Featured Research

from universities, journals, and other organizations

Volcanic Eruption Signals Simulated In Lab For First Time

Date:
December 2, 2008
Source:
University of Toronto
Summary:
For the first time, seismic signals that precede a volcanic eruption have been simulated and visualized in 3-D under controlled pressure conditions in a laboratory. The ability to conduct such simulations will better equip municipal authorities in volcanic hot spots around the world in knowing when to alert people who live near volcanoes of an impending eruption.

For the first time, seismic signals that precede a volcanic eruption have been simulated and visualized in 3-D under controlled pressure conditions in a laboratory. The ability to conduct such simulations will better equip municipal authorities in volcanic hot spots around the world in knowing when to alert people who live near volcanoes of an impending eruption.

The international research team that conducted the experiments at the University of Toronto published its findings in an article in the journal, Science, on Oct. 10.

Scientists tested fracture properties of basalt rock from Mount Etna, the active volcano found on the island of Sicily in southern Italy. They were able to record the seismic signals that are routinely generated during earthquakes that occur before volcanic eruptions. The seismic (sound) waves recorded by the team were similar to those emitted by a church organ pipe and are ubiquitous in active volcanic regions.

"The holy grail of volcano research is to be able to predict with complete accuracy when and how exactly a volcano will erupt," said Philip Benson, Marie-Curie Research Fellow in Earth Sciences at University College London (UCL), who conducted the experiments in U of T's Rock Fracture Dynamics Facility. "We are not there yet and, frankly, we may never be able to achieve that level of detail. However, being able to simulate the pressure conditions and events in volcanoes greatly assists geophysicists in exploring the scientific basis for volcanic unrest, ultimately helping cities and towns near volcanoes know whether to evacuate or not."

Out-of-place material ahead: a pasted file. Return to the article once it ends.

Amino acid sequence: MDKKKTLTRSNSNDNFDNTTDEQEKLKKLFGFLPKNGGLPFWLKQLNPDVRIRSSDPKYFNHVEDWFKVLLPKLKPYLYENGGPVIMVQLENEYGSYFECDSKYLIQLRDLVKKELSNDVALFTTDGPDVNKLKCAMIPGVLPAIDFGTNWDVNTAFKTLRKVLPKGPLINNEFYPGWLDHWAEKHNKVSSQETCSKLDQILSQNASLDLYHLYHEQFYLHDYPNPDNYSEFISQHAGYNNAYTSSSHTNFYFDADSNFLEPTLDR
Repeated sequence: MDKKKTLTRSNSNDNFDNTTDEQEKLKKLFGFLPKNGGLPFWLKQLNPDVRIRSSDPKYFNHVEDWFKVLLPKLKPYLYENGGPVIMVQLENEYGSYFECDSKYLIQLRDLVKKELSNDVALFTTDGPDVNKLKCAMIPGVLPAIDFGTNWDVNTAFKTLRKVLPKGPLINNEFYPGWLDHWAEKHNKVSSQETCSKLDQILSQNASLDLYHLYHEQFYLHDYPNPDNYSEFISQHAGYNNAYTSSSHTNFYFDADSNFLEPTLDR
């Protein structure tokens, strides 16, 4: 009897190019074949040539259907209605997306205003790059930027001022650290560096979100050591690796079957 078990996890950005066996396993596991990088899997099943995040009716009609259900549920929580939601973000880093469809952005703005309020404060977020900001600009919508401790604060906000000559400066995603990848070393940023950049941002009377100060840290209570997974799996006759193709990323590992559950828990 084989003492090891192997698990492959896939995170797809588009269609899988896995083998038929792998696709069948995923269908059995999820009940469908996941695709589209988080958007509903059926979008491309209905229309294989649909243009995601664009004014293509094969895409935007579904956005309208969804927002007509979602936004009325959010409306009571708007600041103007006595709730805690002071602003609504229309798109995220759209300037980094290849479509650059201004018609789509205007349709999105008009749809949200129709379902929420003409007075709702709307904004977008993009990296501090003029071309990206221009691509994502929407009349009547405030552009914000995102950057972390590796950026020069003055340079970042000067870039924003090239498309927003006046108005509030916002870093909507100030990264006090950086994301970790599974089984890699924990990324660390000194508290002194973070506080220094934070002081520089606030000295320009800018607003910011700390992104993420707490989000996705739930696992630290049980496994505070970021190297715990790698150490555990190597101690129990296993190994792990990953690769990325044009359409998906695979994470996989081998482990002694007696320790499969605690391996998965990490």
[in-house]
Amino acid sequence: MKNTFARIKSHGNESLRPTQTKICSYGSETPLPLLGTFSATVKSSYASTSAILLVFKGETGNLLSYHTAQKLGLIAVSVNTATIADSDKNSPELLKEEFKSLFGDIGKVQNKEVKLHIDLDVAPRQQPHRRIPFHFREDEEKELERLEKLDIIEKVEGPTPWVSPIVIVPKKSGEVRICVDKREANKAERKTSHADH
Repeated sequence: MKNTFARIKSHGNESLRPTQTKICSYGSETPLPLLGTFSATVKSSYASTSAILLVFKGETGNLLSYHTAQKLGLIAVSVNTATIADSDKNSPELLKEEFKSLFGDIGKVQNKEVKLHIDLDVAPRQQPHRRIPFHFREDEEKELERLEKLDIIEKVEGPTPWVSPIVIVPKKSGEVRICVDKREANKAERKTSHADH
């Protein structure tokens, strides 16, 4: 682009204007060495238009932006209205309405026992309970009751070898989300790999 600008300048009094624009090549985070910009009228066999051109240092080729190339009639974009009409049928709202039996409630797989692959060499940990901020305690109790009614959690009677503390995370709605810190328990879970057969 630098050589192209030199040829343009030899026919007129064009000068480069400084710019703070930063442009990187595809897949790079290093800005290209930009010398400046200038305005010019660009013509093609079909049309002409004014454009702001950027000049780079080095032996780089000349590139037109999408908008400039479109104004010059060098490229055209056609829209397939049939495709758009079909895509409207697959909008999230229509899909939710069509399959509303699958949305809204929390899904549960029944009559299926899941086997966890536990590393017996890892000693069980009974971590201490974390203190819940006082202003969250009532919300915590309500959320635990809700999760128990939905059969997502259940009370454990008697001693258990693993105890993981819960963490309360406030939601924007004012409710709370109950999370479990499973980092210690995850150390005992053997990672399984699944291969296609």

Benson noted that nearly 500 million people live near enough to the Earth's 600 active volcanoes to endure physical and economic harm should a serious eruption occur. "That is why improved understanding of volcanic mechanisms is a central goal in volcano-tectonic research and hazard mitigation."

The international collaborators in the simulation experiments were Sergio Vinciguerra of the National Geophysics and Volcano Institute (INGV) in Rome, Italy; Philip Meredith of the Rock and Ice Physics Laboratory at UCL; and Paul Young, Keck Chair of Seismology and Rock Mechanics at the University of Toronto and the university's vice-president (research).

Young noted that while this particular rock fracture research focused on volcano dynamics, the knowledge generated from investigation into rock fracturing also has direct application in a wide variety of areas, such as mining, construction of buildings and bridges, oil and gas exploration and in earthquakes and other earth sciences phenomena.

Researchers used equipment funded by the Canada Foundation for Innovation.


Story Source:

The above story is based on materials provided by University of Toronto. Note: Materials may be edited for content and length.